March 7, 2017
Expert League Auction Recap
American League LABR
It is one thing to study a fantasy auction from afar, it is another thing entirely to participate in it. This is especially true for a league like the League of Alternative Reality (LABR). After three years partnering with Bret Sayre in the Mixed League (with one title to show for it in 2015), I had been invited to fly out to Arizona and compete in the American League auction on March 4.
For the last few years, I have reviewed LABR AL and LABR NL and presenting my general impressions of both auctions. The LABR AL auction has historically been an extremely disciplined auction on price. My observations from last year's AL auction were instructive and helped me come up with a broad plan. As my regular readers know, while I do devise broad strategies, I build the bedrock of all of my fantasy teams on valuation. I might push a player a dollar or two above his price to fit a strategy but I don't say something like "I'm going to buy Mike Trout for any cost because Mike Trout is the center of my strategy and if I don't get him I'm going to curl into a ball and die." Beyond the valuation bedrock I always use, these were my goals at last Saturday's auction:
Naturally, the first player called out was Altuve. He went for $45. So much for my plan. I wasn't sure who my bedrock was going to be. It turned out that I wouldn't have one at all.
But I'm getting ahead of myself. It's easier to break the auction out into a few phases, and see what happened and why I did what I did.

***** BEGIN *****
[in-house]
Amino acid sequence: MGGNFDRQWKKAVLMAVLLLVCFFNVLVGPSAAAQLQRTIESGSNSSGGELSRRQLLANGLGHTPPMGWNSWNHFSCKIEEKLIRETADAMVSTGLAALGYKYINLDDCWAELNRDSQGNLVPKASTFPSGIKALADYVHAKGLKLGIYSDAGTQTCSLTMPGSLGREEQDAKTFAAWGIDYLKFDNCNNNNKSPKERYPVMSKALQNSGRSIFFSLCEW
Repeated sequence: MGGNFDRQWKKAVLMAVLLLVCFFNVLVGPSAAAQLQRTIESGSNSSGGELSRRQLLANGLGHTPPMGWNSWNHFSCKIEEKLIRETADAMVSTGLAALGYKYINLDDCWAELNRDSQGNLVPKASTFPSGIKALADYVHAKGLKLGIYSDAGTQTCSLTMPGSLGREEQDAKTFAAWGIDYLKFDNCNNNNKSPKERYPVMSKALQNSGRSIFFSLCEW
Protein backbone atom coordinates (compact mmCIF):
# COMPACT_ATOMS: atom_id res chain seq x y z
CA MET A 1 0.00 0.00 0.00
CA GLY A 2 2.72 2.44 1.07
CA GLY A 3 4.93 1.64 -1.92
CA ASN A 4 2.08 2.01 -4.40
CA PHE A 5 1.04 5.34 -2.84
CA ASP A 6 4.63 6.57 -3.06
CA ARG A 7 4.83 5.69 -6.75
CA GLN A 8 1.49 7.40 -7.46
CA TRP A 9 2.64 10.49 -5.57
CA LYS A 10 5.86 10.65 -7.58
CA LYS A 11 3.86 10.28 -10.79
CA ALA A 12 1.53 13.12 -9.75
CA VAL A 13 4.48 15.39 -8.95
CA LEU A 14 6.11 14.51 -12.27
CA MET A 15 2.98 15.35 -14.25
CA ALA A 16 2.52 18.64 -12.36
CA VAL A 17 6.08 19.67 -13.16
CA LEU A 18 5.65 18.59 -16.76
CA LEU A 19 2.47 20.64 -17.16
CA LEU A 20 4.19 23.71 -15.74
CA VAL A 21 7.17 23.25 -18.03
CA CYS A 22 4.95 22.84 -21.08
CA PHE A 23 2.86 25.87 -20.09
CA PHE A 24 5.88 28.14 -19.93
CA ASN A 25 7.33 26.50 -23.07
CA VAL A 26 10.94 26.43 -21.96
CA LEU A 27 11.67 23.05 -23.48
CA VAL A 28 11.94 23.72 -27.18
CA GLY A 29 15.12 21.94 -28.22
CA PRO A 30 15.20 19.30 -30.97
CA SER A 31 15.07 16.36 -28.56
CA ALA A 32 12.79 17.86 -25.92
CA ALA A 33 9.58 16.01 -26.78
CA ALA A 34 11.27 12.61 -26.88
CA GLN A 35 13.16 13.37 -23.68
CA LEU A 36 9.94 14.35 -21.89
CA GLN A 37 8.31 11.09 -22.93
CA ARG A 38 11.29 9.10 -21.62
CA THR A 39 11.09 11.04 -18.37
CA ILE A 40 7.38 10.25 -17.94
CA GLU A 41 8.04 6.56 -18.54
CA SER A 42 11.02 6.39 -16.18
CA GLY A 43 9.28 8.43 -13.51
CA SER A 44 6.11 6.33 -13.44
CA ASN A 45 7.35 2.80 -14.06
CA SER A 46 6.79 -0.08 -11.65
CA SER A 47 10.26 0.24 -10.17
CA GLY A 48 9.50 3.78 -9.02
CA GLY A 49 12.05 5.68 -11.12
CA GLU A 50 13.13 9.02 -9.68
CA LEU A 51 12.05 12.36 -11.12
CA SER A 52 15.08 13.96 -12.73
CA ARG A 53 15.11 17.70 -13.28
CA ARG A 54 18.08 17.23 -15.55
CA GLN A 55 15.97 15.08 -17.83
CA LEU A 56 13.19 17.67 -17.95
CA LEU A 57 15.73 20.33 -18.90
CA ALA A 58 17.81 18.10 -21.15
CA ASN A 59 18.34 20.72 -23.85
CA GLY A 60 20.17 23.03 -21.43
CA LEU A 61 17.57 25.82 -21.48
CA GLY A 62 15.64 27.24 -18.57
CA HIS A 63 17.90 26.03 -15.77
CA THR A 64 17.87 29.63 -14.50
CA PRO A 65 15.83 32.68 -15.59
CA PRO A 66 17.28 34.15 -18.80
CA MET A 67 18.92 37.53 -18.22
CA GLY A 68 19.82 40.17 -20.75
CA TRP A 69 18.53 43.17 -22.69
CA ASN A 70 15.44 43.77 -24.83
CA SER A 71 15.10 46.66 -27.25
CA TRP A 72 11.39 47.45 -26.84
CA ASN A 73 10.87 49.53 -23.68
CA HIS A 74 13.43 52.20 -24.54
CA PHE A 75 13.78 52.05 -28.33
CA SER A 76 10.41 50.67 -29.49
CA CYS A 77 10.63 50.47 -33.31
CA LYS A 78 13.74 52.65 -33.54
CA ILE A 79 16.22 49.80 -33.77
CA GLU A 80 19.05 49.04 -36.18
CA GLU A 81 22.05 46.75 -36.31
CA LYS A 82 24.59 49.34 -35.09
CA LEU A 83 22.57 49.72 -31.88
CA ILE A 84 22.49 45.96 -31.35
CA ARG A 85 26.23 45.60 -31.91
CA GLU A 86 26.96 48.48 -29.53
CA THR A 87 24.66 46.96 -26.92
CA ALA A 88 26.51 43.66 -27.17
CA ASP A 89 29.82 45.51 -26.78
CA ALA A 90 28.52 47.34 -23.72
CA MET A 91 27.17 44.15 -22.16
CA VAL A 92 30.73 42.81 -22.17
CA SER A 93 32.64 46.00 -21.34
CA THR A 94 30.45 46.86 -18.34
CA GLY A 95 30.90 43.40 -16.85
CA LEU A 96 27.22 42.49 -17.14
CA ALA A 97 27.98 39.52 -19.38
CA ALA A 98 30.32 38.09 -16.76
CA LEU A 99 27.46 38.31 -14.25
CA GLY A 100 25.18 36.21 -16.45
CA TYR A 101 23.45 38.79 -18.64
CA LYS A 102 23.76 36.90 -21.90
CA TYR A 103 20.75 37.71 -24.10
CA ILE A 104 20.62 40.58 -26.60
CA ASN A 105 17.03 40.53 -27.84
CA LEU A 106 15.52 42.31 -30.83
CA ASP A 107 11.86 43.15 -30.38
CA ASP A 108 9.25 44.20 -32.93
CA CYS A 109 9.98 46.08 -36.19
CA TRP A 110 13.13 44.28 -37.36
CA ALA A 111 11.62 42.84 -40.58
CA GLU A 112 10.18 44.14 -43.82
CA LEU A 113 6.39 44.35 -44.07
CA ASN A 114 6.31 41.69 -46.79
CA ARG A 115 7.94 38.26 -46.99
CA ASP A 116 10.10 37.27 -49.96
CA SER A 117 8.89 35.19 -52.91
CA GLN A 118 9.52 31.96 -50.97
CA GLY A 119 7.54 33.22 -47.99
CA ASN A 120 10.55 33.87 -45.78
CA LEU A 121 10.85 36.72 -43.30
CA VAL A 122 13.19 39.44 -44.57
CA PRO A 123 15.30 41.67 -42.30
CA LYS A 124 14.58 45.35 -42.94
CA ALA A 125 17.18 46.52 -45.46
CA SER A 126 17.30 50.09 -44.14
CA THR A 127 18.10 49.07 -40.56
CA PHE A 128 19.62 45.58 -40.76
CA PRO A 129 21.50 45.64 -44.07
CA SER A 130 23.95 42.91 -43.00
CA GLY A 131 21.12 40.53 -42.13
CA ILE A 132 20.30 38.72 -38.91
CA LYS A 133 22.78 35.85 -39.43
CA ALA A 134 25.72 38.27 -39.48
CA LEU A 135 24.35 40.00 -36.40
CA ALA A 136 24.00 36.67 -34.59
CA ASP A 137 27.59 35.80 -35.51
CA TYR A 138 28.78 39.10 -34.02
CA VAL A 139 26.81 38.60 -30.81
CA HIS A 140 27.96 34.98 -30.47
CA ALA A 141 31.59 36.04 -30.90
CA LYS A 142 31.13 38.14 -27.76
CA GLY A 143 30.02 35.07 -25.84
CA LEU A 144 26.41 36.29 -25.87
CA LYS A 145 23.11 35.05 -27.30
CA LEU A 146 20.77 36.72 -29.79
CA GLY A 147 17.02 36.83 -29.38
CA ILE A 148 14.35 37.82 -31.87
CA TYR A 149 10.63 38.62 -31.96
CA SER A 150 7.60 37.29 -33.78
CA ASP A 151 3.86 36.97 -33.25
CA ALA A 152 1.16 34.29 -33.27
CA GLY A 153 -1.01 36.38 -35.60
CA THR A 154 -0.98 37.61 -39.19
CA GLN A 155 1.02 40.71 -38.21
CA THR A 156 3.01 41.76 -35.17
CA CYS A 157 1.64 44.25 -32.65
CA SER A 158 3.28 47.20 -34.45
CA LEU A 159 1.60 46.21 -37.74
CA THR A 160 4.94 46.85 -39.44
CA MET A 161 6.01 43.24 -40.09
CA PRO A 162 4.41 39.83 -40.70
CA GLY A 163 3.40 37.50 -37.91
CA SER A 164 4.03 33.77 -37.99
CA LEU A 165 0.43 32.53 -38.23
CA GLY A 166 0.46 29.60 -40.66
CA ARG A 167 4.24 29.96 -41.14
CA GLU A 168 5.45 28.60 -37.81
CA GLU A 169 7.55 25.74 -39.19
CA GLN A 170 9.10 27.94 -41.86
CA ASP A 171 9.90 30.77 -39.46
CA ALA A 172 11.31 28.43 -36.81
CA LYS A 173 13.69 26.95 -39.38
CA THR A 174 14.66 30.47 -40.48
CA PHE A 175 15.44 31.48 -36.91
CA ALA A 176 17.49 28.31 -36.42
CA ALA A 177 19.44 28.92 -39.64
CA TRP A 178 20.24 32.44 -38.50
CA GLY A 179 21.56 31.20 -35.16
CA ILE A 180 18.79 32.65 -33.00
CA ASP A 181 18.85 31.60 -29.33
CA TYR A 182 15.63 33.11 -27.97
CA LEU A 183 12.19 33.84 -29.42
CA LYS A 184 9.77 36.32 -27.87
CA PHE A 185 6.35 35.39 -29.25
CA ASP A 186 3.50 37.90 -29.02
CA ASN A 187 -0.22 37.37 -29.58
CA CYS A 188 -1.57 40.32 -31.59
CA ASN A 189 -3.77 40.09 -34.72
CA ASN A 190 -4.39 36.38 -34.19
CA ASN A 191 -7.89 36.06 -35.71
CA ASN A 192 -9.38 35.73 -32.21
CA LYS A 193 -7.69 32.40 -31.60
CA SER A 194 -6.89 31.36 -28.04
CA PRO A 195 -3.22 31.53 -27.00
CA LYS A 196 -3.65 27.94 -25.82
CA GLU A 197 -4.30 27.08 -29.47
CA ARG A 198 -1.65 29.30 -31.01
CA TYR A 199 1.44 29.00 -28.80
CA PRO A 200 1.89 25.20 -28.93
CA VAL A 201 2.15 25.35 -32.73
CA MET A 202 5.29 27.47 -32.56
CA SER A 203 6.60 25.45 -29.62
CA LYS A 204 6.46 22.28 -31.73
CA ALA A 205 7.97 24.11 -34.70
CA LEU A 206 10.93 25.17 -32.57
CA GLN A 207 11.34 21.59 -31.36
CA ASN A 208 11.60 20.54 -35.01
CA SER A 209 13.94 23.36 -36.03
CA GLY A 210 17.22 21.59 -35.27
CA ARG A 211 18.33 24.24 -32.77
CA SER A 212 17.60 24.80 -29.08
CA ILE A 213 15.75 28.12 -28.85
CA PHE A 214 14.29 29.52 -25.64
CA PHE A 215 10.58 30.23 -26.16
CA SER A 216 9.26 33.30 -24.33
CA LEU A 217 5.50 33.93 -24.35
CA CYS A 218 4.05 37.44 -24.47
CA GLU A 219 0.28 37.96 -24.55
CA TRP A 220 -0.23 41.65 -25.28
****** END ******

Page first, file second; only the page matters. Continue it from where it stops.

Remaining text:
The waiting game sucks, let's play Hungry Hungry Hippos
Altuve set the phase for a very expensive first 3-4 rounds of the auction. Not only were there no bargains, but prices were even higher than usual. There were a few pitchers who came close to my price, but the top hitters were going for a premium. I didn't know it at the time, but this was going to push me into a balanced roster with no player over $23.
As any regular reader of my recaps knows, this was fine, and not just in the cartoon-dog-sitting-in-hell-drinking-a-cup-of-coffee kind of way. As long as I had budgeted $3,120 for the top 276 players available at the auction, I knew the bargains would come later. I could live without Altuve.
Oh hey, look, a pitching staff!
Finally, after passing on the first 42 players, I bought Rick Porcello for $17. This was quickly followed by J.A. Happ ($8) and Masahiro Tanaka ($17). I nominated Tanaka in an attempt get money off the table but instead wound up with a decent bargain. With most of the top starting pitchers going a little bit over where I had them slotted, I was happy to get Porcello and Tanaka for a combined four dollars more than Chris Sale and Yu Darvish had each cost.
Some offense! And a closer! Aren't exclamation points fun?!
Ian Kinsler at $23 was my first hitter purchase. He was followed quickly by Hanley Ramirez ($20) and Craig Kimbrel ($17). I loved the Hanley buy and Kinsler and Kimbrel were fine at those prices. I needed a lot more offense, and after getting outbid by a dollar on Jean Segura, I knew that this was going to be a balanced roster where I needed to fill every slot on offense with as much production as possible.